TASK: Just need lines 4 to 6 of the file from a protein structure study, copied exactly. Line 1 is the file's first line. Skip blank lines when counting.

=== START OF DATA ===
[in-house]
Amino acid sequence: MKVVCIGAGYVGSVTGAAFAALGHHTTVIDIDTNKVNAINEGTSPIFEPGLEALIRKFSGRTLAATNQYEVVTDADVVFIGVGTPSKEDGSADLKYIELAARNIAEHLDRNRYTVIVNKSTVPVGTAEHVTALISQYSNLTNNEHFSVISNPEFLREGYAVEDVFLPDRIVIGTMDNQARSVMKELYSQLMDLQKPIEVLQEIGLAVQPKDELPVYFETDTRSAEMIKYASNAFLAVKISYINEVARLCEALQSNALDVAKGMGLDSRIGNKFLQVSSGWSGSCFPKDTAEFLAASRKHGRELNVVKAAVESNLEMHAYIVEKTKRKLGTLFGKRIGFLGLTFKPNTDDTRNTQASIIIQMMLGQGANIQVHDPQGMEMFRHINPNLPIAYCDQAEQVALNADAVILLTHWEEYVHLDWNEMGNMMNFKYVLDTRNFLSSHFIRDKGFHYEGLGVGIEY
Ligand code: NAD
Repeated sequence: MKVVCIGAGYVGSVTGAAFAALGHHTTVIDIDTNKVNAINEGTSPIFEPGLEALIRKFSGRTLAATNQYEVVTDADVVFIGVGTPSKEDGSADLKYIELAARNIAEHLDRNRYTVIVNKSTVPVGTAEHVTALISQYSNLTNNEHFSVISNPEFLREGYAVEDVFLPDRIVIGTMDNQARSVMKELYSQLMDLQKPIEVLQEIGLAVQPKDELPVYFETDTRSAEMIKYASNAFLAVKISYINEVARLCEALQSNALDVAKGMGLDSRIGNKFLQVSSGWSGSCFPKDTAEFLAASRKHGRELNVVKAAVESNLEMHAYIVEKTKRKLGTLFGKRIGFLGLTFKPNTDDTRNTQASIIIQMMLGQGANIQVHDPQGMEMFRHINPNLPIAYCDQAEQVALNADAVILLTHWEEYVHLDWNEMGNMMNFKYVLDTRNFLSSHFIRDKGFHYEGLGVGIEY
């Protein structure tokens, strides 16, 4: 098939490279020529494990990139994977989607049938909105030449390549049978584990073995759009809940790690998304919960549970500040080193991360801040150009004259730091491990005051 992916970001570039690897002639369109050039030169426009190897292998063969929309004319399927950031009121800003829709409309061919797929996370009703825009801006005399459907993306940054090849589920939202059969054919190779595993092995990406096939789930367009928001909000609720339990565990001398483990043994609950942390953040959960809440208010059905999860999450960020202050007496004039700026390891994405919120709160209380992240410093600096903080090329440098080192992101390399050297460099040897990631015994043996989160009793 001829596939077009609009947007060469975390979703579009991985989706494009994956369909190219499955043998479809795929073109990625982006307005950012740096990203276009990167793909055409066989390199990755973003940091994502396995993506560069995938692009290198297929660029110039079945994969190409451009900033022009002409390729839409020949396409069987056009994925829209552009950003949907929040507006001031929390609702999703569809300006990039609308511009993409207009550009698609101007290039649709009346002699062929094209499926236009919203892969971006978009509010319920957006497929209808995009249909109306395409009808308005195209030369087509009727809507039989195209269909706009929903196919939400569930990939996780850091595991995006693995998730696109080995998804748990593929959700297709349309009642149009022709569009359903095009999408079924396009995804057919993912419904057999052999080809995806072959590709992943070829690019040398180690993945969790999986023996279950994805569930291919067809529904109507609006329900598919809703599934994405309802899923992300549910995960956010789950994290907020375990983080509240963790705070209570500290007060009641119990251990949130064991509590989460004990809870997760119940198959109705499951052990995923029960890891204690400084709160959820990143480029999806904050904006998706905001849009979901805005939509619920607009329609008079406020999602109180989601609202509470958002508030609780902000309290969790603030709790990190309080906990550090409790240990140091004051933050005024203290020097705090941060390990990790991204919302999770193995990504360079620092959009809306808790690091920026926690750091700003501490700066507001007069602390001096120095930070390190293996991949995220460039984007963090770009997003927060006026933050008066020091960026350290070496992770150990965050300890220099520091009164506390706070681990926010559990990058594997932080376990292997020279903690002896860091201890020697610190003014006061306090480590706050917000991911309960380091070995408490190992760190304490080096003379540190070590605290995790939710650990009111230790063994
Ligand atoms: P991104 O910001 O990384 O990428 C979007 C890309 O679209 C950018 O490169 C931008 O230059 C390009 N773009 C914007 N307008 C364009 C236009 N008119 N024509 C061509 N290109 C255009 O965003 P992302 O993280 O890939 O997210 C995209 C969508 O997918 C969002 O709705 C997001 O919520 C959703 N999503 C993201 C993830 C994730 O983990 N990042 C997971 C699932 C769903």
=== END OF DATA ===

Repeated sequence: MKVVCIGAGYVGSVTGAAFAALGHHTTVIDIDTNKVNAINEGTSPIFEPGLEALIRKFSGRTLAATNQYEVVTDADVVFIGVGTPSKEDGSADLKYIELAARNIAEHLDRNRYTVIVNKSTVPVGTAEHVTALISQYSNLTNNEHFSVISNPEFLREGYAVEDVFLPDRIVIGTMDNQARSVMKELYSQLMDLQKPIEVLQEIGLAVQPKDELPVYFETDTRSAEMIKYASNAFLAVKISYINEVARLCEALQSNALDVAKGMGLDSRIGNKFLQVSSGWSGSCFPKDTAEFLAASRKHGRELNVVKAAVESNLEMHAYIVEKTKRKLGTLFGKRIGFLGLTFKPNTDDTRNTQASIIIQMMLGQGANIQVHDPQGMEMFRHINPNLPIAYCDQAEQVALNADAVILLTHWEEYVHLDWNEMGNMMNFKYVLDTRNFLSSHFIRDKGFHYEGLGVGIEY
């Protein structure tokens, strides 16, 4: 098939490279020529494990990139994977989607049938909105030449390549049978584990073995759009809940790690998304919960549970500040080193991360801040150009004259730091491990005051 992916970001570039690897002639369109050039030169426009190897292998063969929309004319399927950031009121800003829709409309061919797929996370009703825009801006005399459907993306940054090849589920939202059969054919190779595993092995990406096939789930367009928001909000609720339990565990001398483990043994609950942390953040959960809440208010059905999860999450960020202050007496004039700026390891994405919120709160209380992240410093600096903080090329440098080192992101390399050297460099040897990631015994043996989160009793 001829596939077009609009947007060469975390979703579009991985989706494009994956369909190219499955043998479809795929073109990625982006307005950012740096990203276009990167793909055409066989390199990755973003940091994502396995993506560069995938692009290198297929660029110039079945994969190409451009900033022009002409390729839409020949396409069987056009994925829209552009950003949907929040507006001031929390609702999703569809300006990039609308511009993409207009550009698609101007290039649709009346002699062929094209499926236009919203892969971006978009509010319920957006497929209808995009249909109306395409009808308005195209030369087509009727809507039989195209269909706009929903196919939400569930990939996780850091595991995006693995998730696109080995998804748990593929959700297709349309009642149009022709569009359903095009999408079924396009995804057919993912419904057999052999080809995806072959590709992943070829690019040398180690993945969790999986023996279950994805569930291919067809529904109507609006329900598919809703599934994405309802899923992300549910995960956010789950994290907020375990983080509240963790705070209570500290007060009641119990251990949130064991509590989460004990809870997760119940198959109705499951052990995923029960890891204690400084709160959820990143480029999806904050904006998706905001849009979901805005939509619920607009329609008079406020999602109180989601609202509470958002508030609780902000309290969790603030709790990190309080906990550090409790240990140091004051933050005024203290020097705090941060390990990790991204919302999770193995990504360079620092959009809306808790690091920026926690750091700003501490700066507001007069602390001096120095930070390190293996991949995220460039984007963090770009997003927060006026933050008066020091960026350290070496992770150990965050300890220099520091009164506390706070681990926010559990990058594997932080376990292997020279903690002896860091201890020697610190003014006061306090480590706050917000991911309960380091070995408490190992760190304490080096003379540190070590605290995790939710650990009111230790063994
Ligand atoms: P991104 O910001 O990384 O990428 C979007 C890309 O679209 C950018 O490169 C931008 O230059 C390009 N773009 C914007 N307008 C364009 C236009 N008119 N024509 C061509 N290109 C255009 O965003 P992302 O993280 O890939 O997210 C995209 C969508 O997918 C969002 O709705 C997001 O919520 C959703 N999503 C993201 C993830 C994730 O983990 N990042 C997971 C699932 C769903």